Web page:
Spotlight on…Kacy Kunesh, AFTD Board of Directors

Kacy portrait

Kacy Kunesh traveled the world after graduating from the University of Texas at Austin, working as a development and communications specialist in Europe and the Middle East. But after her mother Donna received a diagnosis of behavioral variant FTD at age 59, Kacy decided it was time to come home.

“I found myself sitting in a very nice office overlooking the Dubai International Financial Centre, and I just wasn’t present,” said Kacy, who joined the AFTD Board of Directors in 2017. “I told my CEO that as much as I loved my job, my mind and my heart were in Texas.”

Like many FTD families, the Kuneshes endured a lengthy series of misdiagnoses – it took years before specialists correctly identified Donna’s condition. Kacy’s father Bob took early retirement to become a full-time care partner, and Bob and Donna uprooted their lives in Houston to move closer to Donna’s medical team.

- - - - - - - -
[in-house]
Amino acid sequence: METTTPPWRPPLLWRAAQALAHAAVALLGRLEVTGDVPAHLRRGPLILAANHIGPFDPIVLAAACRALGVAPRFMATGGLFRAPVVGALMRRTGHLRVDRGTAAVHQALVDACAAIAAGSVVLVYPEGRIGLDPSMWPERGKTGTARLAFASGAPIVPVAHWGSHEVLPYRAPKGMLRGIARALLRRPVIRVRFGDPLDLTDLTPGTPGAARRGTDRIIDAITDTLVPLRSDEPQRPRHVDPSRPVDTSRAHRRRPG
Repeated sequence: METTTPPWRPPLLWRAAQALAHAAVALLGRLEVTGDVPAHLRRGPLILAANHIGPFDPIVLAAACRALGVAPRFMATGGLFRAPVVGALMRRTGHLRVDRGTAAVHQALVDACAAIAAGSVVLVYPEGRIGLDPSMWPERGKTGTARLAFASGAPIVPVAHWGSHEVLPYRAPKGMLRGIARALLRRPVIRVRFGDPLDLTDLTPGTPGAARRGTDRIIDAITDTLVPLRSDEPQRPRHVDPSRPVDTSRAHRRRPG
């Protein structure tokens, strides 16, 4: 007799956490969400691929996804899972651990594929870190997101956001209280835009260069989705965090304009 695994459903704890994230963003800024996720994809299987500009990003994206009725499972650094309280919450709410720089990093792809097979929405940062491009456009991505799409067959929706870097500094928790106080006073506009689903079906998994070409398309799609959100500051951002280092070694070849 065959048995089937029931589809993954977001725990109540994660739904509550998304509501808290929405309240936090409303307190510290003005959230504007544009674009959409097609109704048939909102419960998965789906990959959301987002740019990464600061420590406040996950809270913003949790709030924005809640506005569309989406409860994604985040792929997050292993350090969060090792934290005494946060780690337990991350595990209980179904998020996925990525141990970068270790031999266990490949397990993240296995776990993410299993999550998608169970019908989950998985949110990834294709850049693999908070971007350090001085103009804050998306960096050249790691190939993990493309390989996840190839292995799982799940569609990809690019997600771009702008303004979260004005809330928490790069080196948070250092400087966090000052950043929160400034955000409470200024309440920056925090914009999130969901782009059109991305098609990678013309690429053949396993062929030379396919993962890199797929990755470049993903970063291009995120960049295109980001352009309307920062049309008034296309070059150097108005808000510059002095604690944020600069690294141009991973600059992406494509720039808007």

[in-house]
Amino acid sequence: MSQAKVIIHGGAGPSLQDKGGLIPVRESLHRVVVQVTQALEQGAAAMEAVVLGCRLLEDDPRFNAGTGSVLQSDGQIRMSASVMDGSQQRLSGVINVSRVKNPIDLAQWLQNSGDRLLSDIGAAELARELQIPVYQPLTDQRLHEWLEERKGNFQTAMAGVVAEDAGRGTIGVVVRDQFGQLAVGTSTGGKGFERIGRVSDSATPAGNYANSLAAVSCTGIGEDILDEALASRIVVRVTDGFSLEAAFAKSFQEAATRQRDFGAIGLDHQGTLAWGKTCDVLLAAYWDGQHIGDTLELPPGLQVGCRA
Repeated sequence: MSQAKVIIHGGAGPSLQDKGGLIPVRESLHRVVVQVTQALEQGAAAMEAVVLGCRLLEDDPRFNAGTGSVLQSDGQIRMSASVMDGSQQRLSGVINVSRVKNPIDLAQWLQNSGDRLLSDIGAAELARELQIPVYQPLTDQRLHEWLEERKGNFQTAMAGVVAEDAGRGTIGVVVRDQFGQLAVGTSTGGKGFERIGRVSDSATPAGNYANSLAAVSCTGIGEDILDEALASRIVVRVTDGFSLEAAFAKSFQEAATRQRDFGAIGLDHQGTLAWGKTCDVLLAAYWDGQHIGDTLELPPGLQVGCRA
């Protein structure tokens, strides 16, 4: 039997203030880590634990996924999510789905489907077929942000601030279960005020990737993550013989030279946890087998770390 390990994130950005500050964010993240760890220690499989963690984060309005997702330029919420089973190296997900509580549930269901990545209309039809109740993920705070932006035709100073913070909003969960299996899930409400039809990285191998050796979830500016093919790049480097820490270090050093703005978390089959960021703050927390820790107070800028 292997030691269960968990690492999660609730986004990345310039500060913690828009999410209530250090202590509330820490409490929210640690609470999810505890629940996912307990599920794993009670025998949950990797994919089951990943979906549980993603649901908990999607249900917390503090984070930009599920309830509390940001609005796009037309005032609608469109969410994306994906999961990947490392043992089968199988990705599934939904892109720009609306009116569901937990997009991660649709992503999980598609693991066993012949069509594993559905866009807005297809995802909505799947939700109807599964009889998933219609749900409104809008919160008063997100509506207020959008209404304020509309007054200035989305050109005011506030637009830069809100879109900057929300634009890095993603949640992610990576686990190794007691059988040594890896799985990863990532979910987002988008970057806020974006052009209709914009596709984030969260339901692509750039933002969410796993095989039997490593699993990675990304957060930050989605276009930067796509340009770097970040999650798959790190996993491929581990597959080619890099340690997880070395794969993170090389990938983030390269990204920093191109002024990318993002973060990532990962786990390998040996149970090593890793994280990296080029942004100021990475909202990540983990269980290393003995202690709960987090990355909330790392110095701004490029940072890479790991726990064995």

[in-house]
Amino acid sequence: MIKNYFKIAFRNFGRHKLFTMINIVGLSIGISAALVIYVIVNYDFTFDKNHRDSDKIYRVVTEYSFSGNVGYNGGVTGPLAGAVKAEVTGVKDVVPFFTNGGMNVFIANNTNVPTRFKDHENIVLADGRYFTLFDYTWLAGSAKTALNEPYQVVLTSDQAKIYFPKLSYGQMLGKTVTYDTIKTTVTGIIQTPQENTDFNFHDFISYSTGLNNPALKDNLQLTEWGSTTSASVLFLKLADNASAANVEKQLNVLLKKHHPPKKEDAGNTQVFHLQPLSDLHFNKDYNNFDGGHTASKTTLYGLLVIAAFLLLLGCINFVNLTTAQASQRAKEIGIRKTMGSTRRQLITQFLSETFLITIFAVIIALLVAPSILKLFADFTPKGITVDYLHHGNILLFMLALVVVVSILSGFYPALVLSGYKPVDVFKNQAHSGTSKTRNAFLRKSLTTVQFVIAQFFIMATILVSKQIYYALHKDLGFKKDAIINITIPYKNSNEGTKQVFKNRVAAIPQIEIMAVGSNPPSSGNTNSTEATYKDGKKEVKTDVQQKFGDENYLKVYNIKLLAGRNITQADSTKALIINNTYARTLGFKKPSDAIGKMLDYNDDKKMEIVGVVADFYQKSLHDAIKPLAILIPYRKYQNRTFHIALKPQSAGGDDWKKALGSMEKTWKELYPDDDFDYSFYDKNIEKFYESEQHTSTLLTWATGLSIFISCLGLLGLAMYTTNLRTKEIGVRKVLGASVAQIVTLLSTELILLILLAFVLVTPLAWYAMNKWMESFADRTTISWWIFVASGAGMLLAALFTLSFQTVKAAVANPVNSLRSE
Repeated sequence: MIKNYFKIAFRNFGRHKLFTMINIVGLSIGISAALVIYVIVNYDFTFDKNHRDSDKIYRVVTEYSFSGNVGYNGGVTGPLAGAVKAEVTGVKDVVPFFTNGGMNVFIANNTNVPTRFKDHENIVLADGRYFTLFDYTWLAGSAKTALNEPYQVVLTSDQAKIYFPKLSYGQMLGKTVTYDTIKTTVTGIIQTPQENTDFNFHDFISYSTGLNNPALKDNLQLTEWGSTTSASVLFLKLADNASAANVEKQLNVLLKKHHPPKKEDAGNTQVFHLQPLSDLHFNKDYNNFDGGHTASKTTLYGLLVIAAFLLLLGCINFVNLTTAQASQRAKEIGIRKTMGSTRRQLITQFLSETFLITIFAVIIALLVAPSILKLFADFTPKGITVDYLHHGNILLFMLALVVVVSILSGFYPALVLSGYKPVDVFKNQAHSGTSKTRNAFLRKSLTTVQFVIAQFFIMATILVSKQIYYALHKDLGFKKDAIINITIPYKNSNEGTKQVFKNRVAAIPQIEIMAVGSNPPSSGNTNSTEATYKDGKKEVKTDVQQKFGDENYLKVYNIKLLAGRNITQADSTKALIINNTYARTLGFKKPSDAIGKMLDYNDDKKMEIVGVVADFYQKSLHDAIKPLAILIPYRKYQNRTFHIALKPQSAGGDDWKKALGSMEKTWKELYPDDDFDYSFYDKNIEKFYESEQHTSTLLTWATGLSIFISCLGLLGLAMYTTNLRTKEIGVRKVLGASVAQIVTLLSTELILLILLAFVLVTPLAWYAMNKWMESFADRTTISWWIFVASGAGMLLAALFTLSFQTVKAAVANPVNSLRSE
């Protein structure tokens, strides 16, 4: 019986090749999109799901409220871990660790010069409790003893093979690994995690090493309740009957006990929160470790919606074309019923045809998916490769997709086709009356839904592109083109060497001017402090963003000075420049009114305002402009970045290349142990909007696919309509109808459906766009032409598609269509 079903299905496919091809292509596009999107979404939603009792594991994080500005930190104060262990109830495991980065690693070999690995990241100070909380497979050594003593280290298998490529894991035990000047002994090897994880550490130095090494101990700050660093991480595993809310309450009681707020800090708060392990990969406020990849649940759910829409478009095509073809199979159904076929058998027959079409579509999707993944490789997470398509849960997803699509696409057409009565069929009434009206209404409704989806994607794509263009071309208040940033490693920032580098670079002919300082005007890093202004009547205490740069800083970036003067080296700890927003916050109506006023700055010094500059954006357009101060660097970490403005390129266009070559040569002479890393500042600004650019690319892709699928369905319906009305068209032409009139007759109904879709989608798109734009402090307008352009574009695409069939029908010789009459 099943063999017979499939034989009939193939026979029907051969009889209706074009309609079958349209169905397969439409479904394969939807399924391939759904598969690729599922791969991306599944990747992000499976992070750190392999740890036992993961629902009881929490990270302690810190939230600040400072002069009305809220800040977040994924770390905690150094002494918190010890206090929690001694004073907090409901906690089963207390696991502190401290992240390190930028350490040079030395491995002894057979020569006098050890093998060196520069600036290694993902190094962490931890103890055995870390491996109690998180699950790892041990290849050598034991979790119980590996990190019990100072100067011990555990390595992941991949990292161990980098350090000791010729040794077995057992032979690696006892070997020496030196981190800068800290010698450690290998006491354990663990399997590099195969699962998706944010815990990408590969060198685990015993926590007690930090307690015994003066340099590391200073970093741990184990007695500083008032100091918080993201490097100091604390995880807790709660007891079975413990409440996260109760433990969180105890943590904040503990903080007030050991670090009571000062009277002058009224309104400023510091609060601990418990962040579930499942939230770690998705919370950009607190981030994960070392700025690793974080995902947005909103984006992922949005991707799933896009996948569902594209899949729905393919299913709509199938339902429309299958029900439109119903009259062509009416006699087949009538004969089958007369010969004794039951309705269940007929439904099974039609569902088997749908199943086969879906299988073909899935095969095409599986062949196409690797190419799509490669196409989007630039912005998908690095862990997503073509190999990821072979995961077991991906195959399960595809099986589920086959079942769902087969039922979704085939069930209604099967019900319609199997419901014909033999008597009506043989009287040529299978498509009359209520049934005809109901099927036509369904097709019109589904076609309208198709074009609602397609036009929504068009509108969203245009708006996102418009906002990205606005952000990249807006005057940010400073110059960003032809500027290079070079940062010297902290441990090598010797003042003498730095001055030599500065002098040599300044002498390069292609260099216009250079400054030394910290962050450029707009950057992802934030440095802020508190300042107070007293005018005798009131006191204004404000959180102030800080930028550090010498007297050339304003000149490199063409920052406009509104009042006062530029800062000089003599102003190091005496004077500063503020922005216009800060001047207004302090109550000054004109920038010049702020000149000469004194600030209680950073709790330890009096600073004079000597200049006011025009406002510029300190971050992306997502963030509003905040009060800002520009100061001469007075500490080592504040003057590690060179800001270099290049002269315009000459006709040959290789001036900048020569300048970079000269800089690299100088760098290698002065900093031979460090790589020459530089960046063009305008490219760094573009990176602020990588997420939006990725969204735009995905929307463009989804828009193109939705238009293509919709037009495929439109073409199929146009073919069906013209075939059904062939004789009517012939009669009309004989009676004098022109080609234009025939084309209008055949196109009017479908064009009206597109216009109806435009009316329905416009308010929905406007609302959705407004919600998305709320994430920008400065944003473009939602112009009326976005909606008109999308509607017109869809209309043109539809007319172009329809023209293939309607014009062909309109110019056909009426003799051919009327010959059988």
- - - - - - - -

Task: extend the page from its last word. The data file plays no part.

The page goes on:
Kacy quickly learned to trust her instincts when making caregiving decisions. She also determined that living as an FTD care partner should be meaningful – for herself, her family and others facing similar situations who could benefit from her experiences.

“I found myself having to repeatedly make fight-or-flight choices to make sure my mother remained safe and healthy,” she said. “I decided that I didn’t want to just survive – I needed to be an agent of change, so no one else will have to walk in my shoes.”

An essential part of Kacy’s journey with AFTD has included advocating for the needs of younger care partners like herself. She is active in AFTD’s Young Adult Facebook Support Group, and has led discussions at several AFTD Education Conferences. She has also been an invited speaker to illuminate the challenges faced by caregivers and dementia families.

She hopes her future work as a Board member – and as an advocate for greater FTD awareness, advocacy and education – will help further the understanding and treatment of FTD.

“I feel like I represent a demographic not typically thought of as affected by dementia,” she said. “But it has affected every decision I’ve ever made since the moment we got the diagnosis. And I’m not alone. We are the successors who are inheriting all the challenges FTD presents, and I want to see a cure in my lifetime.”

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